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Well, not literally, but he might as well have done. The ICC president's, David Morgan, call for four-day test matches has provided further evidence of the incompetence of our sport's leading body.
This latest rant coming out of London has done much to make one believe that the loonies in the ICC need to be purged, and for the organisation to start from square one. If the issue here is that crowds aren't gathering to the five-day format currently in place, what does Morgan believe removing one day will change? He might as well remove all forms of the game barring T20s.
I can see evidence that could possibly support the ICC's case. Crowd statistics in several test series have been worth concern: England v/s West Indies, New Zealand v/s Anyone (except India). But the common denominator in these cases is that the cricket being played is boring. With New Zealand it is impossible to tell whether they will get past three days, as has been evident in recent series with Australia. As for the West Indies, well we all know what their captain's thoughts are regarding this format of the game. And we haven't even discussed the role the minnows will play if this idea were to become a reality. These issues only go further to highlight the fact that the problem isn't in the format, but the loss of inspiration and a certain level of incompetency of some nations when it comes to the purist form of cricket.
This problem doesn't exist when India, Australia, South Africa or Sri Lanka play. Why? I would suggest that it is a case of greater enjoyment and understanding of what the game has to offer. When one does watch one a test series involving these teams, at no stage does one get the feeling that the match let alone the series will peter out to a no result. That is why the people flock through the gates in their numbers to watch the spectacle they put on for the whole test match. It is this passion and conviction which has made test cricket so beautiful since the MCC has been the guardian of since 1787. If so-called professionalism requires the fundamental organ of our sport to be dismantled piece-by-piece, we have a serious problem. What has stood strong for this length period can surely not be subjugated to this type of measure to ensure the future of our sport. This is not the way.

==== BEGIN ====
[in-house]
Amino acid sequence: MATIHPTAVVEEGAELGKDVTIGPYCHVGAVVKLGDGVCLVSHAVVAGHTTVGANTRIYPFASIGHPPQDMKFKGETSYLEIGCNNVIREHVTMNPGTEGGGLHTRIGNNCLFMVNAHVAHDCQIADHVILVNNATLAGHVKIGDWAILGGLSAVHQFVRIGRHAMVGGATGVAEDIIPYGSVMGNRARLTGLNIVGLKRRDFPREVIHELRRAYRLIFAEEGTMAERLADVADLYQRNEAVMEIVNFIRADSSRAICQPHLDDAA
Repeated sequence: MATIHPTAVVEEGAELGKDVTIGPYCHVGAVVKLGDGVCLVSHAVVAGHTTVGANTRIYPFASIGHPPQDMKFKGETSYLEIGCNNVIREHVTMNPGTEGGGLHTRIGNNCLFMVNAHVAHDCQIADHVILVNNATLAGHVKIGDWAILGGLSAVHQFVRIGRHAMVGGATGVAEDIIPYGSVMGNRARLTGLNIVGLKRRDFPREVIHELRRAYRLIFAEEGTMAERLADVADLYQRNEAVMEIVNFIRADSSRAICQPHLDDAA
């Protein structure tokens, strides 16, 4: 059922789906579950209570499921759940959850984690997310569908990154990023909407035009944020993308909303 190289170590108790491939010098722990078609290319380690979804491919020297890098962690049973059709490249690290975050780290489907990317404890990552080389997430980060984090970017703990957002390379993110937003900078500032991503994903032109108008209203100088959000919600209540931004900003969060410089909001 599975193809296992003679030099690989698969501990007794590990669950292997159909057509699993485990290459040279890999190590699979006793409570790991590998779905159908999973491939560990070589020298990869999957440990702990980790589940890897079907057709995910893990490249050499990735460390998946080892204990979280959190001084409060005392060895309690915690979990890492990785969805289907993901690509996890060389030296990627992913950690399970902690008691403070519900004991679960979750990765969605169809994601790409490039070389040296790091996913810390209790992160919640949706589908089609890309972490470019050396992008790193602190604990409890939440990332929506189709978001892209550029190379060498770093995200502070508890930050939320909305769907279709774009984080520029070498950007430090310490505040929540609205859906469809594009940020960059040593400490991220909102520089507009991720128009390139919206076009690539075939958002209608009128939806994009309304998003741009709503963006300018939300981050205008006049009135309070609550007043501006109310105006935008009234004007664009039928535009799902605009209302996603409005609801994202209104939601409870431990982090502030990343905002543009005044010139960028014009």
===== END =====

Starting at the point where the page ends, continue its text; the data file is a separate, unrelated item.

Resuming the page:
The majority of stakeholders in cricket have opted to remain mostly silent on the matter, waiting for developments before making any substantive statements. The most public outcry has come from former Pakistani captain, Javed Miandad. Miandad believes "there will be no difference among mediocre (teams) and an experienced side if we see four-day test matches." Miandad's theory holds much truth. For instance, how many times have we seen Sehwag and Gambhir bat India through two full sessions, leaving the middle order to score a monumental total by the end of the a second day's play. Then how can Chief Morgan even envisage the possibility of obtaining a result from the match.
I will wait in hope that sanity prevails in this matter, and the real issues surrounding test cricket, some of which I have highlighted in this article, are solved. And on the matter of the ineptitude of the ICC, though assassination may not be the best policy, a clean slate with a fresh board is well overdue.
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